Citations:urban Indian

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English citations of urban Indian

1962
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ME « 15th c. 16th c. 17th c. 18th c. 19th c. 20th c. 21st c.
  • 1962: The Urban Indian Canadian: a Handlist of Voluntary Organizations Working with People of Indian Background in Canada's Towns and Cities, Toronto: the Indian-Eskimo Association of Canada.
    The Urban Indian Canadian [title]
  • 1968: Arthur K. Davis, “Urban Indians in Western Canada: Implications of Social Theory and Social Policy,” in Proceedings and Transactions of the Royal Society of Canada, ser 4, v 6, p 217, the Royal Society of Canada.
    Urban Indians in Western Canada: Implications of Social Theory and Social Policy [article title]
  • 1972: Royal Commission on Taxation, United States Congress. Senate. Committee on Appropriations, Canada, Hearings: Indices, v 4 (1973), p 3773, Angus, Stonehouse.
    I consider myself an urban Indian. I come before the committee as an Indian citizen concerned about urban Indian problems.
  • 1974: James Frideres, Canada's Indians: Contemporary Conflicts, Prentice-Hall of Canada. ISBN 0131127551.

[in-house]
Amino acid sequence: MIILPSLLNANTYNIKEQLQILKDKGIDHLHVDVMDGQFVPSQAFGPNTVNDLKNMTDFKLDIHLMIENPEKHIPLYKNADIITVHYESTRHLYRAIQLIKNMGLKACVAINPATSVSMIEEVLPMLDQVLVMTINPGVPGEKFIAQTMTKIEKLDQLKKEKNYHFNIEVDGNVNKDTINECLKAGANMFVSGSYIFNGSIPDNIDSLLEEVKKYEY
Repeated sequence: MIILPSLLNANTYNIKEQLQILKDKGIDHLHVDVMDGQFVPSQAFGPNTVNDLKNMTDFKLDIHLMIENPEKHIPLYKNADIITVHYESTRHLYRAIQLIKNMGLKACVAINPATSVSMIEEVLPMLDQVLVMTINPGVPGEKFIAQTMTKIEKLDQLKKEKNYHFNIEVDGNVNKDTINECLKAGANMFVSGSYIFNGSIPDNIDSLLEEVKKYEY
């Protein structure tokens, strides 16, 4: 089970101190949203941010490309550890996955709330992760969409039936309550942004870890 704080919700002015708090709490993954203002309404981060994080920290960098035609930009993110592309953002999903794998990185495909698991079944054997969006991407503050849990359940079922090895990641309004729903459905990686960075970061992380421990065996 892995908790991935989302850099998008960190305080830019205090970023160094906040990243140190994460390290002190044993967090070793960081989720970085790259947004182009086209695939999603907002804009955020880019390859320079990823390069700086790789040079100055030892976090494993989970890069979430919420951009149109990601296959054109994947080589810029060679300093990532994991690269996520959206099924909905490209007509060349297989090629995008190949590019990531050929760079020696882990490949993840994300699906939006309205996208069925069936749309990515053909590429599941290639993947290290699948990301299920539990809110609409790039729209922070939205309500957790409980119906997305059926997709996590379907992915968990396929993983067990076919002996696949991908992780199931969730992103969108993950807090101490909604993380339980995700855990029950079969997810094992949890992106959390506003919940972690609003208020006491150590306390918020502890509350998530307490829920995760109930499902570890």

87: Urban Indians [chapter title]
    97: [note] While the urban Indian may have a higher “per capita” income per year than his reserve counterpart, other factors must be considered for a comparison.
  • 1975: W.T. Stanbury, “Urban Indians in the Labour Market”, in Larry F. Moore, Manpower Planning for Canadians: An Anthology, p 194, Institute of Industrial Relations, University of British Columbia.
    169: Urban Indians, faced with seemingly insurmountable obstacles in their search for satisfactory employment, become “discouraged workers” thereby hampering severely their labour market contributions.
    194: . . . section IV describes the methods of finding jobs used by urban Indians and by the entire labour force.
  • 1975: W.T. Stanbury, Jay H. Siegel, Success and Failure: Indians in Urban Society, University of British Columbia Press. ISBN 0774800321.
    Unpublished data derived from the 1971 Census indicate that urban Indian families are significantly smaller than rural (reserve) families in British Columbia.